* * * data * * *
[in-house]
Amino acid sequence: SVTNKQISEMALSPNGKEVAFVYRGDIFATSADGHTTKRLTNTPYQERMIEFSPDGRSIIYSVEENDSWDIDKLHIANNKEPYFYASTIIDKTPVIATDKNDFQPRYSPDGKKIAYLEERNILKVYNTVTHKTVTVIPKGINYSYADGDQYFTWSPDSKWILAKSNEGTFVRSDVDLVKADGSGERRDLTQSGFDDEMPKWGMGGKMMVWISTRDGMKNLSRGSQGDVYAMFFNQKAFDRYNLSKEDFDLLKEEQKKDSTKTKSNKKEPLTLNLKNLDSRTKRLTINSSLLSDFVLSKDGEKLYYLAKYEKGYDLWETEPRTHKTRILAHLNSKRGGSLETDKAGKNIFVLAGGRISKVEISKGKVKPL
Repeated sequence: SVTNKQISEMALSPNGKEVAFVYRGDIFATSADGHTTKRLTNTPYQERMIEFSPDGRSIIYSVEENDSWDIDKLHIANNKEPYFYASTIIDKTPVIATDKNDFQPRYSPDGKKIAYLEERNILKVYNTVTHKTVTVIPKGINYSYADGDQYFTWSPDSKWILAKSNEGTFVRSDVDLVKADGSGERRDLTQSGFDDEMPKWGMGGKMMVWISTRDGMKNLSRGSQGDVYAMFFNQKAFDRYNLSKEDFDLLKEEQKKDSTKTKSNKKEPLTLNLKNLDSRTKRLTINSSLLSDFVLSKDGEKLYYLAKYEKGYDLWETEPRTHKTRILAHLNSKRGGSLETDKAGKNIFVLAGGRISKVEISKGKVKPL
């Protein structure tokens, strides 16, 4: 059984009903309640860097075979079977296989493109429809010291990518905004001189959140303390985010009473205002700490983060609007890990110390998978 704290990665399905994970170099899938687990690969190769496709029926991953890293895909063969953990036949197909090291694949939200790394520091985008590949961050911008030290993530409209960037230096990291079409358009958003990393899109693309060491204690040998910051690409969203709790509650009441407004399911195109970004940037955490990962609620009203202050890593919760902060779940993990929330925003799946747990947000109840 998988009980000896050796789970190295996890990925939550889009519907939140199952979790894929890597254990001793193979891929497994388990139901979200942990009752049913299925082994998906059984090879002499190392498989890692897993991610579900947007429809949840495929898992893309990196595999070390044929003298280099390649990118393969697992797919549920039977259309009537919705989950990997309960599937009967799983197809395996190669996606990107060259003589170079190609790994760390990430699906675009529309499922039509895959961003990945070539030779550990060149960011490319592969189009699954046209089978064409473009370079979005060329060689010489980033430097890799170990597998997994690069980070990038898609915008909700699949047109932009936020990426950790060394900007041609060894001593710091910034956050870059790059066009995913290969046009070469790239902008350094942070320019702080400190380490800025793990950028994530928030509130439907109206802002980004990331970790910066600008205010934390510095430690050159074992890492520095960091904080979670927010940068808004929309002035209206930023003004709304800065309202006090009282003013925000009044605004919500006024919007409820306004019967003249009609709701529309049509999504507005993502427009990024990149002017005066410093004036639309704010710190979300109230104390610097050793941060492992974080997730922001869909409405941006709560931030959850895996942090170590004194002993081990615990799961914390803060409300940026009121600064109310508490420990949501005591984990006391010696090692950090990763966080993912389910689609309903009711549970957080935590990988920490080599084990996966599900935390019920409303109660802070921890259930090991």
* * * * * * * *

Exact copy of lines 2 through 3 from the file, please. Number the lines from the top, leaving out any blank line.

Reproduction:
Amino acid sequence: SVTNKQISEMALSPNGKEVAFVYRGDIFATSADGHTTKRLTNTPYQERMIEFSPDGRSIIYSVEENDSWDIDKLHIANNKEPYFYASTIIDKTPVIATDKNDFQPRYSPDGKKIAYLEERNILKVYNTVTHKTVTVIPKGINYSYADGDQYFTWSPDSKWILAKSNEGTFVRSDVDLVKADGSGERRDLTQSGFDDEMPKWGMGGKMMVWISTRDGMKNLSRGSQGDVYAMFFNQKAFDRYNLSKEDFDLLKEEQKKDSTKTKSNKKEPLTLNLKNLDSRTKRLTINSSLLSDFVLSKDGEKLYYLAKYEKGYDLWETEPRTHKTRILAHLNSKRGGSLETDKAGKNIFVLAGGRISKVEISKGKVKPL
Repeated sequence: SVTNKQISEMALSPNGKEVAFVYRGDIFATSADGHTTKRLTNTPYQERMIEFSPDGRSIIYSVEENDSWDIDKLHIANNKEPYFYASTIIDKTPVIATDKNDFQPRYSPDGKKIAYLEERNILKVYNTVTHKTVTVIPKGINYSYADGDQYFTWSPDSKWILAKSNEGTFVRSDVDLVKADGSGERRDLTQSGFDDEMPKWGMGGKMMVWISTRDGMKNLSRGSQGDVYAMFFNQKAFDRYNLSKEDFDLLKEEQKKDSTKTKSNKKEPLTLNLKNLDSRTKRLTINSSLLSDFVLSKDGEKLYYLAKYEKGYDLWETEPRTHKTRILAHLNSKRGGSLETDKAGKNIFVLAGGRISKVEISKGKVKPL